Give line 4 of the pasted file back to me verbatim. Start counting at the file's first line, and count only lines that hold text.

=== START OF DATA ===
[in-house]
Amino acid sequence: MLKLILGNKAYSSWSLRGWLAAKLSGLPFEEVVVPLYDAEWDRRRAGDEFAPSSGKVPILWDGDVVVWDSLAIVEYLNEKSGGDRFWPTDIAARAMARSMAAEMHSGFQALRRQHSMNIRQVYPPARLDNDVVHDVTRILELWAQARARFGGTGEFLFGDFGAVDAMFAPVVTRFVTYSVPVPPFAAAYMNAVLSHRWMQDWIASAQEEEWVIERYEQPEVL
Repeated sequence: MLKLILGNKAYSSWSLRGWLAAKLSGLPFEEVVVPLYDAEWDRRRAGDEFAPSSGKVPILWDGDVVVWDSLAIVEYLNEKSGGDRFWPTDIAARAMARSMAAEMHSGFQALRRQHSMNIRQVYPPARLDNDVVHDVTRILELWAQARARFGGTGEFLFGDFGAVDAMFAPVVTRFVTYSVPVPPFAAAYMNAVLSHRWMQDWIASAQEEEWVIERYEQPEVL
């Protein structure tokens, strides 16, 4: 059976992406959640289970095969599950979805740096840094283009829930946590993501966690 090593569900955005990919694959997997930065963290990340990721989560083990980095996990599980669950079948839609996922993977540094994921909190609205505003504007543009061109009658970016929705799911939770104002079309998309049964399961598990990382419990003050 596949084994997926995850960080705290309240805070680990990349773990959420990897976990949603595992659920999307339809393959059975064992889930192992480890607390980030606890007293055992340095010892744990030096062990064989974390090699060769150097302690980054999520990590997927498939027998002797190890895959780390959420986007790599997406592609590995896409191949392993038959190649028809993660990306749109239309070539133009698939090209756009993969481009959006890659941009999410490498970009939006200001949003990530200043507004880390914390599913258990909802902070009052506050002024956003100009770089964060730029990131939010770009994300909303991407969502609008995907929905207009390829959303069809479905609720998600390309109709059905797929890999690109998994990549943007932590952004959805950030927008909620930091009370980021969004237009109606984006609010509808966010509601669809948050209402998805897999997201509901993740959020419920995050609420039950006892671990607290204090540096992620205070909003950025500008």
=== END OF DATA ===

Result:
């Protein structure tokens, strides 16, 4: 059976992406959640289970095969599950979805740096840094283009829930946590993501966690 090593569900955005990919694959997997930065963290990340990721989560083990980095996990599980669950079948839609996922993977540094994921909190609205505003504007543009061109009658970016929705799911939770104002079309998309049964399961598990990382419990003050 596949084994997926995850960080705290309240805070680990990349773990959420990897976990949603595992659920999307339809393959059975064992889930192992480890607390980030606890007293055992340095010892744990030096062990064989974390090699060769150097302690980054999520990590997927498939027998002797190890895959780390959420986007790599997406592609590995896409191949392993038959190649028809993660990306749109239309070539133009698939090209756009993969481009959006890659941009999410490498970009939006200001949003990530200043507004880390914390599913258990909802902070009052506050002024956003100009770089964060730029990131939010770009994300909303991407969502609008995907929905207009390829959303069809479905609720998600390309109709059905797929890999690109998994990549943007932590952004959805950030927008909620930091009370980021969004237009109606984006609010509808966010509601669809948050209402998805897999997201509901993740959020419920995050609420039950006892671990607290204090540096992620205070909003950025500008």